Front of House
By 1920 a very substantial circuit of theatres had grown throughout the country; every town and resort of any size had built its own theatre to cope with the demand for good entertainment. Bruce Peter’s book Scotland’s Splendid Theatres features many of the local Alhambras, Coliseums and Hippodromes which sprang up, many doubling as cinemas. This is a particularly valuable book, full of architectural detail and atmospheric period photographs.
In the Wings
There was a strong bond of loyalty among variety performers – sharing digs, making costumes, cadging lifts to remote venues; this sense of camaraderie is best evoked by oral history and personal reminiscences, but recording these is a delicate skill. In Kings, Queens and People’s Palaces Vivienne Devlin gives us access to the personal testimonies of the managers, musicians, dancers and stagehands who created and sustained Scottish Variety for half a century and more. The speeches are recorded verbatim, and the sincerity, humour and spontaneity of the contributors come across beautifully in the text. Every book I pick up in the archive is telling me more about the Houston Sisters.
For many years Pantomime was so popular in Scotland a good show could run for twenty weeks. In 1924 Tommy Lorne asked the Houston Sisters to appear with him in Tom, Tom the Piper’s Son. This was their big break; hilariously eccentric, Lorne was the man of the moment. In The Good Auld Days Gordon Irving writes of how the show was so popular some theatregoers saw it fifteen times – and the Houston Sisters caused such a good impression they were booked for Lorne’s equally successful revue Froth. But the association was not to last; within a year, the Houston Sisters were the hot ticket in London and heading for a season at the Coliseum and a Royal Variety Command performance.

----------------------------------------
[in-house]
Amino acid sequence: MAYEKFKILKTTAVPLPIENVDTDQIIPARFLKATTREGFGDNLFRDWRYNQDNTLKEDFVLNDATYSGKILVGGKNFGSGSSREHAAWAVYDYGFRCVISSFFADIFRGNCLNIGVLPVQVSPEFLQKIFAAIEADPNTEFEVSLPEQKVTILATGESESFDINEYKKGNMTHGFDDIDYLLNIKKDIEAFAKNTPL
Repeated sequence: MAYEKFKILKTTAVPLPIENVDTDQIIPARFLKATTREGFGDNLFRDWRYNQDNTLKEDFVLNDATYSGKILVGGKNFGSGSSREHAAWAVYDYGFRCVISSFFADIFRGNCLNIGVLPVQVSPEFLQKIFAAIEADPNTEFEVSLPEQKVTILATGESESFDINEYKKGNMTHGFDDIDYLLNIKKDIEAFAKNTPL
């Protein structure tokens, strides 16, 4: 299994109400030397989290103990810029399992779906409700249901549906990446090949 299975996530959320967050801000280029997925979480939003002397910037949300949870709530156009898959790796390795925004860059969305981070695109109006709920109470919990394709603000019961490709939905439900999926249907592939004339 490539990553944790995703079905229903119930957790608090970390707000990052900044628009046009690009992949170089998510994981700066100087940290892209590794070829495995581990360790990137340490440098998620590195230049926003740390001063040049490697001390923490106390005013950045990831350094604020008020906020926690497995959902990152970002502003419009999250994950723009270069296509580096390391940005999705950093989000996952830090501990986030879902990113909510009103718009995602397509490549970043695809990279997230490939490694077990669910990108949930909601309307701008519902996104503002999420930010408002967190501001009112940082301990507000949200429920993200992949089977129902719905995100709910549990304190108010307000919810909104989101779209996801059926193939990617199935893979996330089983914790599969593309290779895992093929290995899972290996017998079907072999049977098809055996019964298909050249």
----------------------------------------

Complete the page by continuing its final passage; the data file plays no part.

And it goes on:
Artefacts are just as important as books and documents in the Scottish Theatre Archive, and can sometimes have a very striking impact. A Pit Token from the Theatre Royal, Glasgow led me on a trail of discovery! Given the fairly common use of theatre tokens during the 17th and 18th centuries, it could well have originated in Glasgow’s first Theatre Royal in Dunlop Street (1782-1802). It is nice to imagine that this object might have been in the theatre when Sarah Siddons performed there in 1785. Opening a
bland, vanilla-coloured folder to see a vivid Art Deco programme is like witnessing a rare shaft of Clyde Coast sunshine. The bright colours and flowing lines of the programme for Sunny Days at Barrfields Pavilion Largs are in striking contrast to the formal lettering and rigid monochrome lines of the Music Hall handbills of just a few years earlier. Like many theatre programmes, this is a social document, with its adverts for local businesses and full list of performers, but in its design this particular programme is also symbolic of the Jazz Age and the New Wave of Scottish popular entertainment. A full-page photograph of the Houston Sisters places them right at the top of the bill and very firmly in the vanguard of Scottish Variety. We will leave them there, although the sisters went on to become radio stars and had a brief film career together before Billie retired through ill health in 1936.
When I started my research I despaired, but the information I was looking for was there – I just had to dig for it. In the process I have found out more about Scottish Variety than I ever thought existed. My research has rewarded me with a much fuller picture of the Houston Sisters, and I also have a frame – a context – to put it in.
For additional Information see : Back In The Spotlight. A Brief Tribute and Research Guide